http://pssm.xanthoria.com/
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      • Original Poster

        #4
        No, sorry I dont have any pictures. My camera is out of order. I can describe what we have though. Traditionally, a PP is a track, like a racetrack, a continuous loop with an open area in the middle. Most people use the middle for hay, grazing, arena, etc. All of their needs (feed, water, shelter, minerals, etc) are spread out along the loop so they have to travel to meet their needs, plus they move as a herd so automatically get more exercise and stimulation. Grass is usually nonexistent which allows you to control their diet. Fantastic for any horse, but especially those with foot problems, sugar problems, weight problems, etc. You can get really creative with gravel, water, sand, obstacles, toys, etc.

        Our setup is a bit different. The stable was already there, along with most of the features a boarding stable would have (arena, roundpen, hot walker, etc.) Very traditional, shaped like a big "c" with tons of small stalls and a paddock area in the middle with the hotwalker, tie rails etc. Used to house over 20 horses. We opened up the entire middle section of the "c" into huge run in stalls by opening all the doors and removing most of the dividing walls. The top and bottom of the "c" were used for our rabbits and equipment storage. we made pastures, the paddock area, the round pen, and the arena all "chain" into one another via fenced tracks and gates, the arena and round pen are on opposite ends of the chain and can be used by simply shutting a gate, but the rest of the time they are open to provide more space for the horses. We spread the resources around so they have to walk from area to area to get what they want, all away from the shelter (unless the weather is really bad, I do feed in the aisle of the barn in that case). The front pasture includes the old parking area from when the barn was open to the public which was great, instant gravel for hoof stimulation/self trimming. We do allow grass, though they keep it quite short so they never have a chance to gorge. Right now we just divided the stalls and paddock down the middle with hot wire tape, so we can run two herds. I have already noticed a difference after a week of splitting, both in movement (negative, they are not moving as much as before, but they are moving) and condition (positive for the separated horses, neutral for the others). If we do separate into three herds they will have less movement than now for two days, but much more for the third, however the diet will be much better.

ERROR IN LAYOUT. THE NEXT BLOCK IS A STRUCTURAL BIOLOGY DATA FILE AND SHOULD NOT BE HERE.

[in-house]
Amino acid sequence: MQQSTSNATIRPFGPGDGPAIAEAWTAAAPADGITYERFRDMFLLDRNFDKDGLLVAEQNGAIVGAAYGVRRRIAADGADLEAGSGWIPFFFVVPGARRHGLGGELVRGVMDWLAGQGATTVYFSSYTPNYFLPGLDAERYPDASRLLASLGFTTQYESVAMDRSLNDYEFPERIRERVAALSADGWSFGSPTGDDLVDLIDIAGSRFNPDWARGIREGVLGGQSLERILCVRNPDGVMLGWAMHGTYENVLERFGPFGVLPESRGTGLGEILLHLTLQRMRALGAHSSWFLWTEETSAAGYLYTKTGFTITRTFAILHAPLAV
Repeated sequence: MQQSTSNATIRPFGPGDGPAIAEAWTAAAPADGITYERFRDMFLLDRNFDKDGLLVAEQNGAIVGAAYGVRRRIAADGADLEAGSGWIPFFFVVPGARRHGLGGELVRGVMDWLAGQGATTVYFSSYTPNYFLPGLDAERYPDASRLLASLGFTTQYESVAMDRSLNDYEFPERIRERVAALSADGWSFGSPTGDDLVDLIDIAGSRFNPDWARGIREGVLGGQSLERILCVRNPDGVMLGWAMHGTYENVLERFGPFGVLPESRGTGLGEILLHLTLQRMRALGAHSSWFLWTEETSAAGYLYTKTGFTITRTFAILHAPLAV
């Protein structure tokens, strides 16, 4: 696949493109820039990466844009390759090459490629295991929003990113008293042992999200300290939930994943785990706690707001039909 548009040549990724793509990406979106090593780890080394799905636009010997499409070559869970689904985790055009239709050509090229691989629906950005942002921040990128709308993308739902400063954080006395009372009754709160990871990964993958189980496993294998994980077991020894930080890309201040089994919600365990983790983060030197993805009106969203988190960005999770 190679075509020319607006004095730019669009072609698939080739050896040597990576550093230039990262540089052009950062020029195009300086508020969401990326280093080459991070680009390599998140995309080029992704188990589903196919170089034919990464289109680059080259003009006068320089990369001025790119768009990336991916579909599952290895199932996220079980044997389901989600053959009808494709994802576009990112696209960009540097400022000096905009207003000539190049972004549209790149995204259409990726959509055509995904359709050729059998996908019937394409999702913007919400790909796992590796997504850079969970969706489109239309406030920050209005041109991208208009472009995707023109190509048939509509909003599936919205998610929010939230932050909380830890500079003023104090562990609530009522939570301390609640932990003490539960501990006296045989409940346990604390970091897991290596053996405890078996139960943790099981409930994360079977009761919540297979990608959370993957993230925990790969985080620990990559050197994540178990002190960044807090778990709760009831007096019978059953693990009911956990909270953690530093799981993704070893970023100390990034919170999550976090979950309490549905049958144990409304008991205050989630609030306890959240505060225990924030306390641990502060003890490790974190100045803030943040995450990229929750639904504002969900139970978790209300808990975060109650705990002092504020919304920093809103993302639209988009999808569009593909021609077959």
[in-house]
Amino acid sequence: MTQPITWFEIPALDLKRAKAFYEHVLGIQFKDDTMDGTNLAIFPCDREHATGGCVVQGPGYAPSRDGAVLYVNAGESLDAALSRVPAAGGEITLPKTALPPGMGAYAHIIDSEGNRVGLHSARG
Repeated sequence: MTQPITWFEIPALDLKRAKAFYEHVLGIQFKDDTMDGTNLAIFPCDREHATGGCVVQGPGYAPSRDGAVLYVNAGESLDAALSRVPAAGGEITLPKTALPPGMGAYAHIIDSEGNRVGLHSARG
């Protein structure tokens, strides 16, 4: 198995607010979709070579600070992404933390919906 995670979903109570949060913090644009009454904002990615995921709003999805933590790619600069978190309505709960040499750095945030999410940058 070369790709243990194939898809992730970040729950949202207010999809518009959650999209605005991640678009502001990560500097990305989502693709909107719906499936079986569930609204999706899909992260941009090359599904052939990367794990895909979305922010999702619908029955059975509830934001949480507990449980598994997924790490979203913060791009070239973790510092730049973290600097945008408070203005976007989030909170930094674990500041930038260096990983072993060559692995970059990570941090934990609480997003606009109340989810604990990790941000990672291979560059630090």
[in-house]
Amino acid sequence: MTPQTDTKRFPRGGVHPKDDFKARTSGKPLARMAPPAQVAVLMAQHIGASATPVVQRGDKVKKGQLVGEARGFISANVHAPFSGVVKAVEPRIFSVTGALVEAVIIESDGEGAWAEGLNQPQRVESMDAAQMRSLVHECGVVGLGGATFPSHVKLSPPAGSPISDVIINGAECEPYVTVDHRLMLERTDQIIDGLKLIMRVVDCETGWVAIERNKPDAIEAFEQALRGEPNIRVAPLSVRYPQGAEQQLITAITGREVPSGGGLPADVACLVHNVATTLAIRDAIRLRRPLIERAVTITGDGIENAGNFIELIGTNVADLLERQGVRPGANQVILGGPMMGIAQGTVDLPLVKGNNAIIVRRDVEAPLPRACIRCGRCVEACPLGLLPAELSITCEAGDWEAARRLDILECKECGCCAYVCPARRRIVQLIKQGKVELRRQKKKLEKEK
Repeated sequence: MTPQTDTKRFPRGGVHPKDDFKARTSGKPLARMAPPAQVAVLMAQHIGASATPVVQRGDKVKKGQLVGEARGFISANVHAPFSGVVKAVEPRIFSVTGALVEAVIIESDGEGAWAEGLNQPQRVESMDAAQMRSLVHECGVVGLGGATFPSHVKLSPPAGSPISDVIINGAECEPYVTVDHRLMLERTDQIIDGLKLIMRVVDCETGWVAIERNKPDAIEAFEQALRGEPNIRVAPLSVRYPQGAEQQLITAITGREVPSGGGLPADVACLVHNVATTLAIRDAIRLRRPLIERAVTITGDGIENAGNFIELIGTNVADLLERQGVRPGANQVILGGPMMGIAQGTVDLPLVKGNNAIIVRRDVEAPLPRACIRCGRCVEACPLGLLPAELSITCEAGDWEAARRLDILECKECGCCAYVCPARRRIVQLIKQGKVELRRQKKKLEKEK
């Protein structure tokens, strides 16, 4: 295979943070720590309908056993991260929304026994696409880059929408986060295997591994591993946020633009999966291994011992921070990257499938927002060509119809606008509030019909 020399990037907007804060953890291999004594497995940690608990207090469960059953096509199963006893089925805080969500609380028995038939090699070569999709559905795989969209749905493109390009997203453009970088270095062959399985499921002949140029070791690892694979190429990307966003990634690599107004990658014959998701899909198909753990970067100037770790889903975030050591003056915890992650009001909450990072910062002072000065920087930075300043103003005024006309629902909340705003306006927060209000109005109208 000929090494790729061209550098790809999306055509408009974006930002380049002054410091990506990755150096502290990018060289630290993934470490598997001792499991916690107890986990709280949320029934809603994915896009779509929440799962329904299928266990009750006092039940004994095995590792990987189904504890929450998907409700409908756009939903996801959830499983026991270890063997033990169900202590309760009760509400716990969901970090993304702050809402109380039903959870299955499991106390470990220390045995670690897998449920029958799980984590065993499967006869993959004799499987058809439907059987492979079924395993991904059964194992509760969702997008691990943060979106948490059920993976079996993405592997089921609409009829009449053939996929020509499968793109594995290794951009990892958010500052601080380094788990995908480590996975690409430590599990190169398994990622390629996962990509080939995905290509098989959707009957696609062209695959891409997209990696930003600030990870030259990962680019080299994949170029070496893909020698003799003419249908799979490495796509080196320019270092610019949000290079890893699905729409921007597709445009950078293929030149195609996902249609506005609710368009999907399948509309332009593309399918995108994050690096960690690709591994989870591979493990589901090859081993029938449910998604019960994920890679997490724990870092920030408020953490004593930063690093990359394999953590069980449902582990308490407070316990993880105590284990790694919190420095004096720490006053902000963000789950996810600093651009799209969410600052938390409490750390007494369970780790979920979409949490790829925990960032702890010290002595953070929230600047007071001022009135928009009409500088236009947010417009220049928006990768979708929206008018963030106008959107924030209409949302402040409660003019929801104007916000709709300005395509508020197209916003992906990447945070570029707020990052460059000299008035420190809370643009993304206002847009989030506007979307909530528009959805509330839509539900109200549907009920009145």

Well so far I have one vote either way... lol, that's the problem I'm torn too. Both are really important to me.

        Comment

        • Original Poster

          #5
          Oh, and for a better explanation, the paddocks would be somewhere around 50x100 each. Not counting their run-ins, which are about 12x50 each.